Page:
Mariano Licudine didn’t get the coverage I wanted in the book. I just was too pressed for time. I hope the full story gets written.
The Thorntons did something rare and amazing with Mariano, they put a spotlight on him. He wasn’t an anonymous staff member hidden in the kitchen as were most bartenders at Tiki bars in the 30s to the 60s. In his 16 years at Don the Beachcomber he may have never seen a customer.
The Mai-Kai put him in their ads. They promoted him.
Here are the brothers Jack and Bob giving him a gold and gem encrusted money clip in appreciation and as a photo op for promotion.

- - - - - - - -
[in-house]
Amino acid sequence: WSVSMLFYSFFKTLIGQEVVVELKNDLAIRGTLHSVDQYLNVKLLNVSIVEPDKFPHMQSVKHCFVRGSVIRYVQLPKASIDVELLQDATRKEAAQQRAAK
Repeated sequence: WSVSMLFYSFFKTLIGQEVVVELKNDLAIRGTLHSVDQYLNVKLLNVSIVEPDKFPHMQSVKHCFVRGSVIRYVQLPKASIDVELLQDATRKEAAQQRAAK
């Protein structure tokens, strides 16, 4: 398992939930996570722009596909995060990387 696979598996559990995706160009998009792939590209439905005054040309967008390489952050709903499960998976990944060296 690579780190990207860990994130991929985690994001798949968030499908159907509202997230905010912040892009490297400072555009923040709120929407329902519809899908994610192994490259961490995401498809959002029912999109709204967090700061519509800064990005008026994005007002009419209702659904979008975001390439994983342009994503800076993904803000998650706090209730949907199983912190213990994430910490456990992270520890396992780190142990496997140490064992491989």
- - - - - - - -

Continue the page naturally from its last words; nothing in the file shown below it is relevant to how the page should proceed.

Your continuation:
And here is that money clip:
A letter sent by the brothers in 1956 welcoming Mariano to the Mai-Kai team. “Your hay-fever days are over.”
Mariano’s contract from August 30th 1956.
Mariano was also an athlete and here we see him with Bob Thornton and the 1957 (1959?) Mai-Kai bowling team league champions.
And here he is in 1962 with a golf trophy along with the club owner. Obviously he was accepted at that time at the country club.
Here he is in the stock room with Bob Van Dorpe.
Here he is in Puerto Rico on a promotion trip.
An October 1979 appreciation certificate from the Mai-Kai for 23 years of service signed by the founders, Fulton Thornton, Robert Thornton, Jack Thornton and mother Betty Reed, along with manager Kern Mattei Sr, upon his retirement.